I want to test whether changes in Hemoglobin (Hgb) levels over time can help diagnose Myelodysplastic syndrome (MDS).

I have a cohort of thousands of patients. Each patient has several Hgb measurements over a period of 3 years. Measurements are unevenly spaced and few (anything from two to 4 measurements).

My questions: 1. Is a time series the correct model for me considering I have so few observation over time for each subject ? if not how do I analyze the trend ? 2. If I should use a time series, I thought of tagging each lab measurement by its year so as to make the measurements evenly spaced (this seems sensible enough from a physiological perspective). Is this valid ? Is there a better way to handle the inequality of measurement spacing ? 3. What do I use to compare trends between two groups ?

I would be most obliged if you could refer me to the appropriate further reading

  • $\begingroup$ this is a difficult (and recurring) question. I don't have good answers. But (1) time series is not the correct approach given too few measurements (2) you'd be much more successful if you include race, age, WBC, PLT - if they have Hb they had a CBC. (3) are the measurements iid? low Hb leads to recheck...not sure how you deal with that. $\endgroup$ – charles Mar 10 '14 at 14:35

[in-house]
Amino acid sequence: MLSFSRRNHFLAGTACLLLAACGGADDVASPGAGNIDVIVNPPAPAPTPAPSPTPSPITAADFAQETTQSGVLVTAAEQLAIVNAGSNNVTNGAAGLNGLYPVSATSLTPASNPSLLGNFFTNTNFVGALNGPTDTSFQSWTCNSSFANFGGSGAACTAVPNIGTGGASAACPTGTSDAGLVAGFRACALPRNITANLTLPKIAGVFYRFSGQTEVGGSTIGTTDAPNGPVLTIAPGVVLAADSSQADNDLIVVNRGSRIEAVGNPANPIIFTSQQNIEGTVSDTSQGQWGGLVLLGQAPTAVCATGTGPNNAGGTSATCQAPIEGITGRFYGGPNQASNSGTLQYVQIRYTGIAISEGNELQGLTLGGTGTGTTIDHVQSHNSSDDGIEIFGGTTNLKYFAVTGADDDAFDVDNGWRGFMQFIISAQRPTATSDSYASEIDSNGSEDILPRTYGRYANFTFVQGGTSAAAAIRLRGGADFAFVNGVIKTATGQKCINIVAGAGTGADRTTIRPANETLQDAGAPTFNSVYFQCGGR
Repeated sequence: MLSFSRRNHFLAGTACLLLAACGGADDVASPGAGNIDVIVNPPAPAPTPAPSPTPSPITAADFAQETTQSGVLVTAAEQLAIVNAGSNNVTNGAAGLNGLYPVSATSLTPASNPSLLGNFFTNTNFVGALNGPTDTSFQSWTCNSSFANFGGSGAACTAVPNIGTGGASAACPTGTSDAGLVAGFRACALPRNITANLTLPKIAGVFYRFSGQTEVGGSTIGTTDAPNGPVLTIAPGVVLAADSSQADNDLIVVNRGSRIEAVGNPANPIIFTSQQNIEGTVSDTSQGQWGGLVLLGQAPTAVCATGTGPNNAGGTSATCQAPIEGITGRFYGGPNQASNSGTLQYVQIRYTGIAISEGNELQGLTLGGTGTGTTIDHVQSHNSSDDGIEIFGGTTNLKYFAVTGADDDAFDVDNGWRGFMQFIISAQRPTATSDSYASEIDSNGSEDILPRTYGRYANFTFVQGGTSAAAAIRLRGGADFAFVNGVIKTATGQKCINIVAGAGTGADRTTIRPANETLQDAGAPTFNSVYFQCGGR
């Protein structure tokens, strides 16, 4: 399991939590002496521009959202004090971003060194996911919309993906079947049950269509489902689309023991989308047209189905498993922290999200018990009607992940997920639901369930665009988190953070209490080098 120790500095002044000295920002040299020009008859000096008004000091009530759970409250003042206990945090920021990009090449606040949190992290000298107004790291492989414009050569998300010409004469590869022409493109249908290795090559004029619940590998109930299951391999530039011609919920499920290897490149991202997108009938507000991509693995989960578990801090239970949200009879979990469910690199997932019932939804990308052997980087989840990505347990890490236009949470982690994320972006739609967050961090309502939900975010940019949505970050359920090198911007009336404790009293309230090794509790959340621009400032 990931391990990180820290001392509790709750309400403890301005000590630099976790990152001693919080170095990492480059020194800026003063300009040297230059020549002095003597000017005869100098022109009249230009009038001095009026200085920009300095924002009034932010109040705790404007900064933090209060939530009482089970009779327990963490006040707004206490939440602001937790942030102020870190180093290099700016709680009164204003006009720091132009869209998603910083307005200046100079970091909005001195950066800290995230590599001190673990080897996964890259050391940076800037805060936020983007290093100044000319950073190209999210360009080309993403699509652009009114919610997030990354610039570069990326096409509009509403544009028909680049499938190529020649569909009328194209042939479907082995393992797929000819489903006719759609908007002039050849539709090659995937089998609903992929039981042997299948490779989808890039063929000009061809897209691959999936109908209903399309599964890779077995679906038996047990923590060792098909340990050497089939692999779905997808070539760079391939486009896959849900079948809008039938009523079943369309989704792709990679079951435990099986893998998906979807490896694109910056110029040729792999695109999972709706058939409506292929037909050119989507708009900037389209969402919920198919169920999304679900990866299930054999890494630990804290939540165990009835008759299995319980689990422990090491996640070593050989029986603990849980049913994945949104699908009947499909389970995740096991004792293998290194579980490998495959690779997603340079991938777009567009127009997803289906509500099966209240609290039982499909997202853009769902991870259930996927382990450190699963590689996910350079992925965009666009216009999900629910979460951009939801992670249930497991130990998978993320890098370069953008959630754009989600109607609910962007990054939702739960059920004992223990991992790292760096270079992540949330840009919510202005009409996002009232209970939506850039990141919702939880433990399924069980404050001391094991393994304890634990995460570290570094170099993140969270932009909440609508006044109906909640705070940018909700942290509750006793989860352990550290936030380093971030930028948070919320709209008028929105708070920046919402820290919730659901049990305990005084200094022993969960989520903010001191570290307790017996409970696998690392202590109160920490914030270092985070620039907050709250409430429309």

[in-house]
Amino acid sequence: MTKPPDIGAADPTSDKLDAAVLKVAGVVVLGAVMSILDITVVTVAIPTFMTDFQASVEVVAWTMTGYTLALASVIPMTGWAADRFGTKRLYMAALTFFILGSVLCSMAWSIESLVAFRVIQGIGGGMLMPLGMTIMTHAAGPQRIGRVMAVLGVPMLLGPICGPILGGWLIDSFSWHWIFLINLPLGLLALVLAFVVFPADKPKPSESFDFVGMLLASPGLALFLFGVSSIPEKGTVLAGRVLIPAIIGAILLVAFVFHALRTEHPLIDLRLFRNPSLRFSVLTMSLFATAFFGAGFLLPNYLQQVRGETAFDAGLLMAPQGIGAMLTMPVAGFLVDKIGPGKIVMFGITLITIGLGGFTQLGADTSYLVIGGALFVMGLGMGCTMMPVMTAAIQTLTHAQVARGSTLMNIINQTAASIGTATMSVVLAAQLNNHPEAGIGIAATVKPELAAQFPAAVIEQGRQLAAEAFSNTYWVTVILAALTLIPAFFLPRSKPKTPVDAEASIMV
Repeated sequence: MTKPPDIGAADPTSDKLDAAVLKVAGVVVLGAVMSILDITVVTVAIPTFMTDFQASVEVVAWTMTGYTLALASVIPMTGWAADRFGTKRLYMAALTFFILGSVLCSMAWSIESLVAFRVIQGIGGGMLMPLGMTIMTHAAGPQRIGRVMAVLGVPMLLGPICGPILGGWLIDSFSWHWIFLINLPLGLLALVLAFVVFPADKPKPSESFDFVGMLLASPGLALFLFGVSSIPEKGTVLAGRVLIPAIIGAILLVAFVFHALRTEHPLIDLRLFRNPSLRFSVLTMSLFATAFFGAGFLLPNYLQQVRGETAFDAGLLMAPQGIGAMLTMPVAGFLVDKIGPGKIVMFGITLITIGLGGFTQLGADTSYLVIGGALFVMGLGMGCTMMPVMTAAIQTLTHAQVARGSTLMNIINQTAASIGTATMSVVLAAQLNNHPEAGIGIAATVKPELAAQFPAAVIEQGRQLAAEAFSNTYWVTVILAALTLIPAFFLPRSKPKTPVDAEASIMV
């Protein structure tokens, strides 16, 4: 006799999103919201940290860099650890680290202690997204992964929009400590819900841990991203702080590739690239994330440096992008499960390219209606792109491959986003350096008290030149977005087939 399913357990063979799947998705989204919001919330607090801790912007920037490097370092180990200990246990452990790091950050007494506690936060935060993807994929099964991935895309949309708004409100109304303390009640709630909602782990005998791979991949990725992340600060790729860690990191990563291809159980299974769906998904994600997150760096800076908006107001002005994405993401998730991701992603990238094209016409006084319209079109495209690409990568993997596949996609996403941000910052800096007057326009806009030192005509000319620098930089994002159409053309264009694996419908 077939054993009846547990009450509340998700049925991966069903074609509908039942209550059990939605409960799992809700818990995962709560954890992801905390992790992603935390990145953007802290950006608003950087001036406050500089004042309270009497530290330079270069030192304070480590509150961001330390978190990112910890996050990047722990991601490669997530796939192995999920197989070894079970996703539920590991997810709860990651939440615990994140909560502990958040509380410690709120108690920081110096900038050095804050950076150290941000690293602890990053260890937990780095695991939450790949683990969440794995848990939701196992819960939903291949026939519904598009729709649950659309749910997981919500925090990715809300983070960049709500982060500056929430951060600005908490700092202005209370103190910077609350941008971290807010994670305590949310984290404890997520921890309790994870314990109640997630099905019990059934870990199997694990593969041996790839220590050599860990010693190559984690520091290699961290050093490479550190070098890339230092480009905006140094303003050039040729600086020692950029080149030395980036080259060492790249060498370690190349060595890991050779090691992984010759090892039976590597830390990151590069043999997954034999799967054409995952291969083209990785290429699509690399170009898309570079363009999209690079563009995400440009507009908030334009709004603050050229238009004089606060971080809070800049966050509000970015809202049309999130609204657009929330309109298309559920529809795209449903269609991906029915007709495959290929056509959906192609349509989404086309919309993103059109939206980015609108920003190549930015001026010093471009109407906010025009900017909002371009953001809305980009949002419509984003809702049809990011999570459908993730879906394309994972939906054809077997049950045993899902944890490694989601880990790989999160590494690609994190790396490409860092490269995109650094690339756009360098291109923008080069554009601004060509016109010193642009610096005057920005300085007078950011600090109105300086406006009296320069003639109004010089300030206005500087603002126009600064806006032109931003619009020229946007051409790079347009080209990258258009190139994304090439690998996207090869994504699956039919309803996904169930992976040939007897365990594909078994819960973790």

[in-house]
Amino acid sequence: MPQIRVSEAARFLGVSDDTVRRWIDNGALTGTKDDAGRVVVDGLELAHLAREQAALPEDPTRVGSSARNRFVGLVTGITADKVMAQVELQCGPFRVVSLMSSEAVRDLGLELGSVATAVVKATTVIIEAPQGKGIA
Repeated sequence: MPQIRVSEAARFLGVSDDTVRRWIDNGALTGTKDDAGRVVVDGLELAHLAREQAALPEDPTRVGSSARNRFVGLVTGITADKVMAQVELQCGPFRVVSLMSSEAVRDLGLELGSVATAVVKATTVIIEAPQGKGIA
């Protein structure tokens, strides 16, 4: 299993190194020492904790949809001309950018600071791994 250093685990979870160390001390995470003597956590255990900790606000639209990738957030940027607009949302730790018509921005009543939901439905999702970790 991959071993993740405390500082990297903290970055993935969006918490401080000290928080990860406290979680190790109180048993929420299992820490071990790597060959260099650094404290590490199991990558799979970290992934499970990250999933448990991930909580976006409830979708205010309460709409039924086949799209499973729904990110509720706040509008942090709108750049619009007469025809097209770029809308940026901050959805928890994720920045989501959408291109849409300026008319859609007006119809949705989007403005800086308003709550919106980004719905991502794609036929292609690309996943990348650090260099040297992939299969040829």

• $\begingroup$ Thank you. Of course I would add other covariates but the main issue is how do I model the trend of Hgb over the 1-3 years preceding the diagnosis. My hypothesis is that there would be a decreasing trend in the blood counts of patients with MDS even while in the normal range (as the disease develops over a long time). In order to get even time intervals I thought of taking the first or lowest blood count per 6 months. This will solve the problem of confirmatory blood tests but is prone to introduce bias into the data. $\endgroup$ – user2387584 Mar 10 '14 at 15:53
  • $\begingroup$ (1) not sure I have great ideas (2) would consider modeling as change from baseline. Recode readings as percentage change from first reading. This "flattens" out the data and you looks pattern of change but easier and likely fairly good. Just need to be careful how you code time. $\endgroup$ – charles Mar 10 '14 at 17:58

Your Answer

By clicking “Post Your Answer”, you agree to our terms of service, privacy policy and cookie policy

Browse other questions tagged or ask your own question.